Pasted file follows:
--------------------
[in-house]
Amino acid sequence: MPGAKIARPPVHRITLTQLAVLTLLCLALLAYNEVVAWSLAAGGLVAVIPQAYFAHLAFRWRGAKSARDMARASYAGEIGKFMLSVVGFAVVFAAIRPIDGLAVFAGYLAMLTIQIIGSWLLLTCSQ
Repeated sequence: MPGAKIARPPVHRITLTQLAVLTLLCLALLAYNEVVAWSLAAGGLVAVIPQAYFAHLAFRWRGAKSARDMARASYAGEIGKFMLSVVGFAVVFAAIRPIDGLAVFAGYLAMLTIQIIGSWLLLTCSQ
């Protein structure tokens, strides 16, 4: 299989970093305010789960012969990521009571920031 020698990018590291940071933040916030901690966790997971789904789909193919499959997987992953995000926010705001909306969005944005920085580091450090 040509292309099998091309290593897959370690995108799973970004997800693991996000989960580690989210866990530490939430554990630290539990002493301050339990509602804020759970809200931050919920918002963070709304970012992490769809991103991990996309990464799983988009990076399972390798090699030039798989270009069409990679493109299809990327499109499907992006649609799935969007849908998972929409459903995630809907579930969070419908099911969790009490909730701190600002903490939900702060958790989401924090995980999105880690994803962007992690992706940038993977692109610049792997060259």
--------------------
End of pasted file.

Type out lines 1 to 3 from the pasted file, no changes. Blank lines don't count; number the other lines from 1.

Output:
[in-house]
Amino acid sequence: MPGAKIARPPVHRITLTQLAVLTLLCLALLAYNEVVAWSLAAGGLVAVIPQAYFAHLAFRWRGAKSARDMARASYAGEIGKFMLSVVGFAVVFAAIRPIDGLAVFAGYLAMLTIQIIGSWLLLTCSQ
Repeated sequence: MPGAKIARPPVHRITLTQLAVLTLLCLALLAYNEVVAWSLAAGGLVAVIPQAYFAHLAFRWRGAKSARDMARASYAGEIGKFMLSVVGFAVVFAAIRPIDGLAVFAGYLAMLTIQIIGSWLLLTCSQ